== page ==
Finding time for media training can be difficult. It’s one task on a massive to-do list.
However, some of the best value-adds we can bring to a client relationship take virtually no time at all. Seconds, even.
These, for instance:
- Sending readership demographics right before an interview. (thirty seconds)
- Discussing what to wear or not wear before a TV interview. (five minutes)
- Emailing one or two points of constructive feedback immediately following an interview. (two minutes)
Throwing in that little touch of above-and-beyond initiative makes something magical happen. CLIENT GRATITUDE.
Let me tell you, grateful clients are A DELIGHT to work with. You feel more appreciated and they value you for making their professional life a little bit easier.
A sprinkling of client love is never a bad thing, right?
Double duty tasks are even better, when they serve multiple purposes. One of my favorites? Calling a client 10-15 minutes before a media interview to make sure they’re prepped and ready to go.
Many PR pros don’t think of it, but I’ve found it to be one of those uber-fast tasks that reaps a juicy reward.
Benefits of a Quick Pre-Interview Phone Call
Because we deal with media every single day, we can take for granted how easily dealing with media can be for us, but it’s important to remember that it doesn’t for most of our clients. It’s new to them.
When we can add in a simple habit that increases their comfort level during that interview, it benefits everyone. It can even be as simple as a quick phone call.
For the last decade or so, I’ve made a habit of calling clients early before a media interview to prep them for it. Here’s why.
It’s an opportunity to review key message points. You can throw simple questions at them to see how they respond, and make sure their answers are solid.
If you take five minutes before the client prep call to think about what the reporter might ask, and come up with your own message points to discuss with the client during your prep call, it also becomes an instant coaching session.
You are helping them solidify the key message points, instead of expecting them to come up with them.
What you discuss is top-of-mind going into the interview. Because you just discussed it, they’re thinking about those message points and prepped to respond based on that practice. It’s a way to guide the interview subliminally without actually speaking, because what you discussed beforehand is going to come out their mouth during the “real” interview.
Trust me, it’s far better than going in cold and hoping for the best, or putting so much time between your discussion about message points and the interview that they’re forgotten.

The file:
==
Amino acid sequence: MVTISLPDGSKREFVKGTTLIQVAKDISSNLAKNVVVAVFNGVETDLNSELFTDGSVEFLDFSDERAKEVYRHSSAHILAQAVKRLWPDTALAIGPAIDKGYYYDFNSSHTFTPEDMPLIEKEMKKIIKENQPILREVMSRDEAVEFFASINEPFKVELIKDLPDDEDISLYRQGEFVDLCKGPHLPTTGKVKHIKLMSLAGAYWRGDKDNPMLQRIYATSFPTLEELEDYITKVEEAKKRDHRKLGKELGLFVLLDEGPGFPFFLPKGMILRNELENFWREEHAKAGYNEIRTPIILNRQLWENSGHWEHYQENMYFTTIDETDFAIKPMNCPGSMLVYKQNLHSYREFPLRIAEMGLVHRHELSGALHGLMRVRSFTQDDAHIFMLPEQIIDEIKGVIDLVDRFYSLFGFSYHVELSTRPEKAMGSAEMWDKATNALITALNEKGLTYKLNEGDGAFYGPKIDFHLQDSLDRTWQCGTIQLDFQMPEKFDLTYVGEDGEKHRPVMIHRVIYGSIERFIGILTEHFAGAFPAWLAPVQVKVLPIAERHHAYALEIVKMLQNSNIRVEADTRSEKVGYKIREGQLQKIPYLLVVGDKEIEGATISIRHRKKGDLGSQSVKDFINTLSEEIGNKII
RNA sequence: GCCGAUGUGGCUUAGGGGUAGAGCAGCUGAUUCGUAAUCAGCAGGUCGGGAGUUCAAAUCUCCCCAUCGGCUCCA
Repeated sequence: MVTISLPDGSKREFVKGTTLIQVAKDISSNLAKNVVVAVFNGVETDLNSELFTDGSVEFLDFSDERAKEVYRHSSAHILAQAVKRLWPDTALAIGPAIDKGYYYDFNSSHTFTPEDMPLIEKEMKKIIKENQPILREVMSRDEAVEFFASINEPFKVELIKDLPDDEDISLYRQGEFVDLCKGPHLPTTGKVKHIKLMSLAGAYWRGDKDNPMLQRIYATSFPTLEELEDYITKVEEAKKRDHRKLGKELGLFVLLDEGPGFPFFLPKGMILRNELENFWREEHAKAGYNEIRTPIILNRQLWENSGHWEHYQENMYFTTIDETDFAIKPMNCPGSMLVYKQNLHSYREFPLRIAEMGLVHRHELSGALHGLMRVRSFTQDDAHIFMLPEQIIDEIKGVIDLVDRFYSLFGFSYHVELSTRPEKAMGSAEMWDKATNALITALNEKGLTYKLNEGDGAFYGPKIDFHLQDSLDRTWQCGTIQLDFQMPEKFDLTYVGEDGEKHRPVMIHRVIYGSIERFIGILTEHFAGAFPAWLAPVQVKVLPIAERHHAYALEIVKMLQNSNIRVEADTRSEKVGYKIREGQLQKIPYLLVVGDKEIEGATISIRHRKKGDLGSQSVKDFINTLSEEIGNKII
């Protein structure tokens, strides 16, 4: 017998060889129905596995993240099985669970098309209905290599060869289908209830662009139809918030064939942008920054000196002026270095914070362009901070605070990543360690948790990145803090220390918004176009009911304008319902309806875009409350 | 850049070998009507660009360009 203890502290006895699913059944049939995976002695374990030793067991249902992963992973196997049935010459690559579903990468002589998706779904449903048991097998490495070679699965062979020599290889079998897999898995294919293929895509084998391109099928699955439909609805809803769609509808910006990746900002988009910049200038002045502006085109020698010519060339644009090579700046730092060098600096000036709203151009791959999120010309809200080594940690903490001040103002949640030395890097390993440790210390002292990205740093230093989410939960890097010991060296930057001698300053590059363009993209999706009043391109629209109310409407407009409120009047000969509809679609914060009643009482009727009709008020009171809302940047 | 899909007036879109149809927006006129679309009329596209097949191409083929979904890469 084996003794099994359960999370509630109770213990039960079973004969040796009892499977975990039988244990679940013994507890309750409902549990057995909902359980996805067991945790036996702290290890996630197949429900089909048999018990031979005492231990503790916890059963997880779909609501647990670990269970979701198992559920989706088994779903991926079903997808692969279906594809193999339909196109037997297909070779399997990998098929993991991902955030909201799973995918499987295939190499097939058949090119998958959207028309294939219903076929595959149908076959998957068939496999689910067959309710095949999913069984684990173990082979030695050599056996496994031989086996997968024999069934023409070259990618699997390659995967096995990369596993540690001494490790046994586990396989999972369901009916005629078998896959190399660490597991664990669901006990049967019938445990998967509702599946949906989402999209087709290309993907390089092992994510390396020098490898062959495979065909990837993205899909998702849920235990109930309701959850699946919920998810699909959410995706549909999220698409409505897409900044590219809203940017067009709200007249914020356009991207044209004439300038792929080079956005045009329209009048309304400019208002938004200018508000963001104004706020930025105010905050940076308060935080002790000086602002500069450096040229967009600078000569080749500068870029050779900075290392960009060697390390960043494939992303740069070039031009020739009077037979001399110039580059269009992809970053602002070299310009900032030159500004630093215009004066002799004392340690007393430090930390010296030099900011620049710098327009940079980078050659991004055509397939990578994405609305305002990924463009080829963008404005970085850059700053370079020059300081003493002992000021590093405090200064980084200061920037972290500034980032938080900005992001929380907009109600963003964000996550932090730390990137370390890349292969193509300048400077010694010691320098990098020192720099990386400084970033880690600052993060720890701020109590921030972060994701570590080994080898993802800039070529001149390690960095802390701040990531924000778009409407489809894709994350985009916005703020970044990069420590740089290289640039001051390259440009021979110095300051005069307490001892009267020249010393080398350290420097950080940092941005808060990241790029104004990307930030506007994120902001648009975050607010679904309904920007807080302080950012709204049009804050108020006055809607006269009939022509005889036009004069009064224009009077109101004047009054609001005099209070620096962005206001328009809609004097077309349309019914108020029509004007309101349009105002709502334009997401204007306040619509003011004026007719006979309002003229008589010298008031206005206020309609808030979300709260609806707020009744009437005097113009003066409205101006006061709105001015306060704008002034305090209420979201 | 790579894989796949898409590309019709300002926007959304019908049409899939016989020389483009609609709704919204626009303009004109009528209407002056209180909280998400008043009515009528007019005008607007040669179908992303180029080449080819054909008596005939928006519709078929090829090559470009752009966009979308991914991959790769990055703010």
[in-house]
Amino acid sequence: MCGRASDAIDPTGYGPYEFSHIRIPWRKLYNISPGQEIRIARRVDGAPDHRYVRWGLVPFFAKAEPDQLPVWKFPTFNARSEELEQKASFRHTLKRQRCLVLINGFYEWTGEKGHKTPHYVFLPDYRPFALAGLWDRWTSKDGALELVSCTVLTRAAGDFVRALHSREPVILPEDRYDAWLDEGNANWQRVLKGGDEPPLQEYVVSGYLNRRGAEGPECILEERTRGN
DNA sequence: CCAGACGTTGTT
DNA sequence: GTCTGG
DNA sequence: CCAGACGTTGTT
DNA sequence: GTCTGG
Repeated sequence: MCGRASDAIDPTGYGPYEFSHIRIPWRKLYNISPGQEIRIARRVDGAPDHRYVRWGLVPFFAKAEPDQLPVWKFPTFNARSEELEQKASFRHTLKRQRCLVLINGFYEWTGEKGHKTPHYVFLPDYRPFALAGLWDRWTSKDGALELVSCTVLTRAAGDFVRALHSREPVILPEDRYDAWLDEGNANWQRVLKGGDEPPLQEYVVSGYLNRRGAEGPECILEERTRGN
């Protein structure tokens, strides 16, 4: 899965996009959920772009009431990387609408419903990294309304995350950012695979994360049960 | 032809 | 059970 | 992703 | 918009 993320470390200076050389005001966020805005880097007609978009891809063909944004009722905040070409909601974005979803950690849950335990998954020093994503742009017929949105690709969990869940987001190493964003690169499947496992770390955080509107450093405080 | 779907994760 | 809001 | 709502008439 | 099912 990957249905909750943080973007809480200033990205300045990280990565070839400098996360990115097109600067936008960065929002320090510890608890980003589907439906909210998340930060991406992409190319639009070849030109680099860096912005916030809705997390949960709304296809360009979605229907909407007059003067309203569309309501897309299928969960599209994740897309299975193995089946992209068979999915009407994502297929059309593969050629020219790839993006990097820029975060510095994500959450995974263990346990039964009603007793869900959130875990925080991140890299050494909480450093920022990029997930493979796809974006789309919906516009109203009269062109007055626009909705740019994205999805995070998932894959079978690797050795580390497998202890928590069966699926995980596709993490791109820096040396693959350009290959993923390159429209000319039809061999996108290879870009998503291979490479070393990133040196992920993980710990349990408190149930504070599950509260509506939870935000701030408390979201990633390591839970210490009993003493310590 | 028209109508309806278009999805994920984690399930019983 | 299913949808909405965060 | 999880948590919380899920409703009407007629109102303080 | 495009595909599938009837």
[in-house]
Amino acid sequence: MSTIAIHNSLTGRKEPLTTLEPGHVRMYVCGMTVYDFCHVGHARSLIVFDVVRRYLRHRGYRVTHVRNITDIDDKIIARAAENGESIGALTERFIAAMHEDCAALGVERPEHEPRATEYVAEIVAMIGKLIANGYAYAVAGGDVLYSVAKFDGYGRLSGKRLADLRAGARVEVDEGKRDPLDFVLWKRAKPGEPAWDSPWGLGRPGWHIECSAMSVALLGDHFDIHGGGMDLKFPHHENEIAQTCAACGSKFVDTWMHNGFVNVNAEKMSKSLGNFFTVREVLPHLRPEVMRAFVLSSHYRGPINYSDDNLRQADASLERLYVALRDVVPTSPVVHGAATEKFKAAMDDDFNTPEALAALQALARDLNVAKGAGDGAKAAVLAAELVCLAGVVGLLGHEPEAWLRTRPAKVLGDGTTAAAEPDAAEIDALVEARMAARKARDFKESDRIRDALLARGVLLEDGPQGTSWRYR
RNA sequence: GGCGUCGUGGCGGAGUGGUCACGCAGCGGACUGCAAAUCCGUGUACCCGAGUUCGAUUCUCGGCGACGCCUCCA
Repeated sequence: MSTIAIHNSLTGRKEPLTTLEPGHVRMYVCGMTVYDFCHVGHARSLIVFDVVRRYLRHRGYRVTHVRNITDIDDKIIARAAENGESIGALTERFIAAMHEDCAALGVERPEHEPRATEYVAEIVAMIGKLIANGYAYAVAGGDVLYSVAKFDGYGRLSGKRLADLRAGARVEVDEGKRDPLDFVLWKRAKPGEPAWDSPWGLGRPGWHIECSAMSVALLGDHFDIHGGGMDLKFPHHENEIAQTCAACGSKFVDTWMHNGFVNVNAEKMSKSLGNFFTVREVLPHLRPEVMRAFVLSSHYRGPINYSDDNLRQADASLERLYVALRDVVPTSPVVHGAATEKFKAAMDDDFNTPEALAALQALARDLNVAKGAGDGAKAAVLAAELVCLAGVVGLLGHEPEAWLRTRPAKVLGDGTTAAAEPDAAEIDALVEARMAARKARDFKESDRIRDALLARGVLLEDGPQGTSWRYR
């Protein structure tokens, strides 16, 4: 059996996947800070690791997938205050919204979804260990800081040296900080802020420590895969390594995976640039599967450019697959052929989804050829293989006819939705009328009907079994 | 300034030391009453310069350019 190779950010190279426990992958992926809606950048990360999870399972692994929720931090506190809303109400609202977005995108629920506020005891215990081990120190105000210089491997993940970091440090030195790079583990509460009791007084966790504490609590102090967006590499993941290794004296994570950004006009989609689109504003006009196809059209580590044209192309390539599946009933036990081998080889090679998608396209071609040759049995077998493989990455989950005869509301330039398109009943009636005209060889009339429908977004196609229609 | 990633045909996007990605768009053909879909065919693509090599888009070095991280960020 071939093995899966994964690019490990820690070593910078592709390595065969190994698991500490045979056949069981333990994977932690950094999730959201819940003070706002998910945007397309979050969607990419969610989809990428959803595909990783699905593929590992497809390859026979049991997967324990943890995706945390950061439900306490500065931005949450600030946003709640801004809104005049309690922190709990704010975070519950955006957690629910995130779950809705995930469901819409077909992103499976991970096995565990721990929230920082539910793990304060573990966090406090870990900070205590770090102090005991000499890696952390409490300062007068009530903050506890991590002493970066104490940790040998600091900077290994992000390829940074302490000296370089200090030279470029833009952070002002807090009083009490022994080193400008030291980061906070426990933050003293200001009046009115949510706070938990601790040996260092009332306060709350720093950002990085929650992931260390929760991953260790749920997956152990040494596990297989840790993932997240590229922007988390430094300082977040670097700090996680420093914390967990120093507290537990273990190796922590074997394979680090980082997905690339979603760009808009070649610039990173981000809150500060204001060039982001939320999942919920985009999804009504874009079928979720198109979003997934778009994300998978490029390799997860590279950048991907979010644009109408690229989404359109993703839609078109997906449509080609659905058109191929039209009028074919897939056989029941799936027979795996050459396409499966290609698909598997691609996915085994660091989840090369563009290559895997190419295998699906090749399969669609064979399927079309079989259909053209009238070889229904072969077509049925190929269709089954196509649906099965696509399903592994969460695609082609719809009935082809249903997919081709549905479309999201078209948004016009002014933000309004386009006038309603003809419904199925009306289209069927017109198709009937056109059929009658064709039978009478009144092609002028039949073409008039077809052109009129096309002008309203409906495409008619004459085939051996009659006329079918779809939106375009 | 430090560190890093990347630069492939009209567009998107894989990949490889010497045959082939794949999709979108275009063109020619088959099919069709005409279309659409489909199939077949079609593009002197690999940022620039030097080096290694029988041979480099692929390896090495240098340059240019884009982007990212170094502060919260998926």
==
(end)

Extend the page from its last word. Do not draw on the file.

It ensures they have a clear understanding of the publication and its audience. The prep interview is an ideal time to remind them about the publication’s focus, its audience and any details about the interviewing journalist they might need to know.
It prevents your client from throwing out the right message points, but at a level too sophisticated for the audience (jargon alert!) or from the wrong perspective.
Their confidence is boosted, resulting in a better interview. When your client feels prepared for the interview, quality goes up. Their confidence inspires smarter, more thoughtful responses, and the reporter is validated for choosing them as an interview source.
You know exactly when to prompt them. Since you know what they are going to say, and you’ve heard things you liked during the prep interview, you can step in and prompt the client when a message point is missed.
For example, if it’s a trends interview and they forgot a really fabulous trend discussed during the prep call, you’ll know about it. You can intervene with something like, “Jack (the client), you said something recently about a new XYZ trend that Susan (the reporter) might find interesting. Can you talk about it just for a moment?” This intervention serves as a reminder to the client and a graceful bridge over to the new topic.
Media interview preparation makes the difference between one quote or sound bite versus dominating the article. Good interviews make good editorial, bad interviews give the journalist nothing to use.
Do you have a helpful media training tip to share? I’d love to hear it!